The chief's resignation comes after a store owner and residents filed a lawsuit against the city. Charges of racial profiling and civil rights abuses were bolstered by videos that showed police frisking and arresting people.
The bureau, which says it's been hard-hit by sequestration cuts, hopes the compromise plan will forestall furloughs and bring it back to full capacity.
A congressional vote to renew extended unemployment benefits may have to wait until the new year. Senate Majority Leader Harry Reid will push for it in January if a last-minute extension fails to come together.
Student athletes know they need to avoid concussions. But hits that don't cause concussion symptoms can affect the brain, too. Researchers are now trying to figure out who is most at risk from those smaller hits, and if they can be warned in advance.
After a few moments of review, the top life events people reported in 2013 can read like a 10-sentence short story — perhaps a fable, or a coming-of-age tale. In the U.S., hot topics included the Super Bowl, Pope Francis, and the Harlem Shake.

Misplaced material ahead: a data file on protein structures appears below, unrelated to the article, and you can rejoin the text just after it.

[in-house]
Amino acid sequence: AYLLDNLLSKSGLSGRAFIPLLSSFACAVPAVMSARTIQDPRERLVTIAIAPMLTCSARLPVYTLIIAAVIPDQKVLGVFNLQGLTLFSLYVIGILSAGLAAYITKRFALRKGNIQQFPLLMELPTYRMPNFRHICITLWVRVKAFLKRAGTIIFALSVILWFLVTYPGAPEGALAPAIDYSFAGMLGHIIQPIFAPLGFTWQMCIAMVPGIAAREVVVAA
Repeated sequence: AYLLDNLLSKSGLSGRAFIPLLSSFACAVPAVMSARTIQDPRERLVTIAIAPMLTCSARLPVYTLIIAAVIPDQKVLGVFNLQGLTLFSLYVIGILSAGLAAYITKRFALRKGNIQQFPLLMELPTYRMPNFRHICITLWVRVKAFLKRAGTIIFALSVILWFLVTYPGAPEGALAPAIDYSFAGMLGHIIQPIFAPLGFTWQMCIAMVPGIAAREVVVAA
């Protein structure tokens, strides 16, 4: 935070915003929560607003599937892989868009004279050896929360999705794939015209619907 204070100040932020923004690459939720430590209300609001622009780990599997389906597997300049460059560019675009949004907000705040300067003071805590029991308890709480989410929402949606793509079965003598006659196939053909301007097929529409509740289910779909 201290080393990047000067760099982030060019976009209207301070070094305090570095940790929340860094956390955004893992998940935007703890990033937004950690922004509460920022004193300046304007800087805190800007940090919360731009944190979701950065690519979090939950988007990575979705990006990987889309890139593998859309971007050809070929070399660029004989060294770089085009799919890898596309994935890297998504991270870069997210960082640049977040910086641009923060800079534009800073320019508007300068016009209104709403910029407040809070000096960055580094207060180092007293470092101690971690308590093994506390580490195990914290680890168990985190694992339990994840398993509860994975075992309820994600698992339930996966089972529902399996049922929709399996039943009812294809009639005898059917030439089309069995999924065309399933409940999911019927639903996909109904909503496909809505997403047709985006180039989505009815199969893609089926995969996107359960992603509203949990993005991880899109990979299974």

People who have surgery or are hospitalized for serious illnesses sometimes develop dangerous staph infections. The culprits can be bacteria that were living on people all along. Scientists say the germs thrive in remote parts of the nose that aren't typically tested. Other benign microbes might help keep the bad ones at bay.
On Wednesday, Chaz Stevens' beer can-covered pole joined a number of other displays in the state Capitol in Tallahassee. There are also a religious Nativity scene and an atheist display. Stevens says he's protesting what he sees as a flagrant disregard for the separation of church and state.
The Food and Drug Administration Wednesday advised companies to change the labels on their drugs to make it illegal for livestock producers to use drugs for "growth promotion" or "feed efficiency." The announcement is the latest step in a long-running effort by the FDA to reduce the use of antibiotics in agriculture.
Colorado enacted several tough gun control measures after the shooting in Newtown, Conn. — and then voters ousted two lawmakers who backed those laws. One former senator says he has no regrets, while the man who helped remove him is now focused on other gun rights supporters.